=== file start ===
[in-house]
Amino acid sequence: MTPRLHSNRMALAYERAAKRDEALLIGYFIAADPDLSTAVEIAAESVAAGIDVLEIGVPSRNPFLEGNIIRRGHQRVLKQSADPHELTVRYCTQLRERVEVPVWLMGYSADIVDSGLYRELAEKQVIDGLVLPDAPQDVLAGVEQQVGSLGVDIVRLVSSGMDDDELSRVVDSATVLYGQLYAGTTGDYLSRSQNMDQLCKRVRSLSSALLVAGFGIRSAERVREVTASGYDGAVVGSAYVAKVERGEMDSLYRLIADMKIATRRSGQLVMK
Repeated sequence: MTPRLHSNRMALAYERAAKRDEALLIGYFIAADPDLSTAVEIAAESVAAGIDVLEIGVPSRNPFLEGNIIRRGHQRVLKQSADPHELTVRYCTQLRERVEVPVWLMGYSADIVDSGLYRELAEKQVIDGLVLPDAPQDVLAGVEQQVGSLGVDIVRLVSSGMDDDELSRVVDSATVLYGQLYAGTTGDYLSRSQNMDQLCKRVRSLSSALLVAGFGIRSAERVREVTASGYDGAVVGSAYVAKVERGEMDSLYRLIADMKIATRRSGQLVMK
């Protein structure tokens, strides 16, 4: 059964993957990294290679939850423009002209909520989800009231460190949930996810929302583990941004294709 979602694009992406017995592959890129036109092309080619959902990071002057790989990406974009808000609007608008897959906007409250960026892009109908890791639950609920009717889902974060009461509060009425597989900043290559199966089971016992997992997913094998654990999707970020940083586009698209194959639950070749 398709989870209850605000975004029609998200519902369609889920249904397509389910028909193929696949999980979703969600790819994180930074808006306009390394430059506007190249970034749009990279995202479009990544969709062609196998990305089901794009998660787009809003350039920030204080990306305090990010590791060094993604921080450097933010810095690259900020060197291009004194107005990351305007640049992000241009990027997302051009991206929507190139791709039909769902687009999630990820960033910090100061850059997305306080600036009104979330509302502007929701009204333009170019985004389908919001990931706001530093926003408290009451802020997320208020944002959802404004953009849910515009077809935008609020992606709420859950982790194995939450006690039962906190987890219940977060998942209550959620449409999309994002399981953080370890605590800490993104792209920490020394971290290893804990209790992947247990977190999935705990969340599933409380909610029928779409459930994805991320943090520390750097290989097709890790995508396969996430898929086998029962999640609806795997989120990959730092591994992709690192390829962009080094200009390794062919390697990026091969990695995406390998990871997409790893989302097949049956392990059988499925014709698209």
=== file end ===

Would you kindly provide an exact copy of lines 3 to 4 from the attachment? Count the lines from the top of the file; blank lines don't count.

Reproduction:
Repeated sequence: MTPRLHSNRMALAYERAAKRDEALLIGYFIAADPDLSTAVEIAAESVAAGIDVLEIGVPSRNPFLEGNIIRRGHQRVLKQSADPHELTVRYCTQLRERVEVPVWLMGYSADIVDSGLYRELAEKQVIDGLVLPDAPQDVLAGVEQQVGSLGVDIVRLVSSGMDDDELSRVVDSATVLYGQLYAGTTGDYLSRSQNMDQLCKRVRSLSSALLVAGFGIRSAERVREVTASGYDGAVVGSAYVAKVERGEMDSLYRLIADMKIATRRSGQLVMK
């Protein structure tokens, strides 16, 4: 059964993957990294290679939850423009002209909520989800009231460190949930996810929302583990941004294709 979602694009992406017995592959890129036109092309080619959902990071002057790989990406974009808000609007608008897959906007409250960026892009109908890791639950609920009717889902974060009461509060009425597989900043290559199966089971016992997992997913094998654990999707970020940083586009698209194959639950070749 398709989870209850605000975004029609998200519902369609889920249904397509389910028909193929696949999980979703969600790819994180930074808006306009390394430059506007190249970034749009990279995202479009990544969709062609196998990305089901794009998660787009809003350039920030204080990306305090990010590791060094993604921080450097933010810095690259900020060197291009004194107005990351305007640049992000241009990027997302051009991206929507190139791709039909769902687009999630990820960033910090100061850059997305306080600036009104979330509302502007929701009204333009170019985004389908919001990931706001530093926003408290009451802020997320208020944002959802404004953009849910515009077809935008609020992606709420859950982790194995939450006690039962906190987890219940977060998942209550959620449409999309994002399981953080370890605590800490993104792209920490020394971290290893804990209790992947247990977190999935705990969340599933409380909610029928779409459930994805991320943090520390750097290989097709890790995508396969996430898929086998029962999640609806795997989120990959730092591994992709690192390829962009080094200009390794062919390697990026091969990695995406390998990871997409790893989302097949049956392990059988499925014709698209």